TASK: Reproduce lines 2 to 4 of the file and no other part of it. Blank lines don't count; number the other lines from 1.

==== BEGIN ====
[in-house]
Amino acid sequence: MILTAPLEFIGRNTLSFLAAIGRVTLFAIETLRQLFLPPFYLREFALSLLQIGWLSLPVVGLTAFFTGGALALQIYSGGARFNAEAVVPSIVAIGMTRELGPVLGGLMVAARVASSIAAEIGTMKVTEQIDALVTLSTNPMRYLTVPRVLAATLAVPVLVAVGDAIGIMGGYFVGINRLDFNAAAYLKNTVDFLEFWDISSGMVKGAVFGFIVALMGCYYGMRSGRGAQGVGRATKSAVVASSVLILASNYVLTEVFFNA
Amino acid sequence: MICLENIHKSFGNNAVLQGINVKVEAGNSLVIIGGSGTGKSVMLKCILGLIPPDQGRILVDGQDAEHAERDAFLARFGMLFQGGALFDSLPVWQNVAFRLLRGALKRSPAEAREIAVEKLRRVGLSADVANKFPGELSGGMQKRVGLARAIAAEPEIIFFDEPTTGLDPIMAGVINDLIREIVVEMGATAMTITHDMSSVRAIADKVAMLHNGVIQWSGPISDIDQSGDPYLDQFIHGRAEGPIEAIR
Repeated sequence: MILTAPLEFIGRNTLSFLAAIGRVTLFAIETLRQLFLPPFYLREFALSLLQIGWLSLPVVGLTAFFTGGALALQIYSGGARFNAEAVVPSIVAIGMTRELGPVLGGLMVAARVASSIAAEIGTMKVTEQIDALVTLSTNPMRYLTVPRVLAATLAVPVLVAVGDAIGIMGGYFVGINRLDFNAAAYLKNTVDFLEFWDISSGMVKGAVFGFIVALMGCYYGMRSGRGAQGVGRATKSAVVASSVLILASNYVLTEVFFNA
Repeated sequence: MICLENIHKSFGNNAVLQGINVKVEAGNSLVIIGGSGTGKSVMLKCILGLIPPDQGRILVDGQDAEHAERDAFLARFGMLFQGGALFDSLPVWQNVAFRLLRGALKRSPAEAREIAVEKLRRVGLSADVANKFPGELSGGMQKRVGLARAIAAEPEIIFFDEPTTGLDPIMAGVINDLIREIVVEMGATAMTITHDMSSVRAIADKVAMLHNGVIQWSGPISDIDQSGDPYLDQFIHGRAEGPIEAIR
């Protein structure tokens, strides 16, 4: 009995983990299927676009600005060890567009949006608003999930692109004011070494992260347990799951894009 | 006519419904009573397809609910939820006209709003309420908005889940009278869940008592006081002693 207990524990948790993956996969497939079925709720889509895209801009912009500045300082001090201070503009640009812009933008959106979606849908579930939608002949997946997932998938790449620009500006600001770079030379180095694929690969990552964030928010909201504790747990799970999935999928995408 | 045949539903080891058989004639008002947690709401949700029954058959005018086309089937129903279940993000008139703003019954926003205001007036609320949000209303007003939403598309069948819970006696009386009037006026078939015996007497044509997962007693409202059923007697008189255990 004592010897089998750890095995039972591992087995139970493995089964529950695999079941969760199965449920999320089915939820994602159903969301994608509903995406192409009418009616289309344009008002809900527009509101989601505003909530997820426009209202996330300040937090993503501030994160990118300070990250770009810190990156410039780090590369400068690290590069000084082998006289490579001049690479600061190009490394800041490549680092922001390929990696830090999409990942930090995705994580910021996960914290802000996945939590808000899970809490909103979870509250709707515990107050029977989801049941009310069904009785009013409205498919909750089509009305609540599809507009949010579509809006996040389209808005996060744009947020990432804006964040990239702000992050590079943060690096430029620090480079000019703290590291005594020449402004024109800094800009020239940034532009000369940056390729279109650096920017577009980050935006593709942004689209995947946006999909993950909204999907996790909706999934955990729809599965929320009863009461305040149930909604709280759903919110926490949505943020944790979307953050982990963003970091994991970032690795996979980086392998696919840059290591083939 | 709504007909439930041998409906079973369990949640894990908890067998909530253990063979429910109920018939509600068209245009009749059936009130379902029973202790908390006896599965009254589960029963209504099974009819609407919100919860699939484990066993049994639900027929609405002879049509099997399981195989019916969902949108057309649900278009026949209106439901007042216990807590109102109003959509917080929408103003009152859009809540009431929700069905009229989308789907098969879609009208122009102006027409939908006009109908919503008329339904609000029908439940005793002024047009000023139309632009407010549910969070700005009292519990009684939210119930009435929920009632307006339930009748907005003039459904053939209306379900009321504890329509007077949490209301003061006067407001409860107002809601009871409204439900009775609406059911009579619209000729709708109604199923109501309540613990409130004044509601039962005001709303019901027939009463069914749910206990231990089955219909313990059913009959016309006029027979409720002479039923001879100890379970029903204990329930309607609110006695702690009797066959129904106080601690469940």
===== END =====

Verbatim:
Amino acid sequence: MILTAPLEFIGRNTLSFLAAIGRVTLFAIETLRQLFLPPFYLREFALSLLQIGWLSLPVVGLTAFFTGGALALQIYSGGARFNAEAVVPSIVAIGMTRELGPVLGGLMVAARVASSIAAEIGTMKVTEQIDALVTLSTNPMRYLTVPRVLAATLAVPVLVAVGDAIGIMGGYFVGINRLDFNAAAYLKNTVDFLEFWDISSGMVKGAVFGFIVALMGCYYGMRSGRGAQGVGRATKSAVVASSVLILASNYVLTEVFFNA
Amino acid sequence: MICLENIHKSFGNNAVLQGINVKVEAGNSLVIIGGSGTGKSVMLKCILGLIPPDQGRILVDGQDAEHAERDAFLARFGMLFQGGALFDSLPVWQNVAFRLLRGALKRSPAEAREIAVEKLRRVGLSADVANKFPGELSGGMQKRVGLARAIAAEPEIIFFDEPTTGLDPIMAGVINDLIREIVVEMGATAMTITHDMSSVRAIADKVAMLHNGVIQWSGPISDIDQSGDPYLDQFIHGRAEGPIEAIR
Repeated sequence: MILTAPLEFIGRNTLSFLAAIGRVTLFAIETLRQLFLPPFYLREFALSLLQIGWLSLPVVGLTAFFTGGALALQIYSGGARFNAEAVVPSIVAIGMTRELGPVLGGLMVAARVASSIAAEIGTMKVTEQIDALVTLSTNPMRYLTVPRVLAATLAVPVLVAVGDAIGIMGGYFVGINRLDFNAAAYLKNTVDFLEFWDISSGMVKGAVFGFIVALMGCYYGMRSGRGAQGVGRATKSAVVASSVLILASNYVLTEVFFNA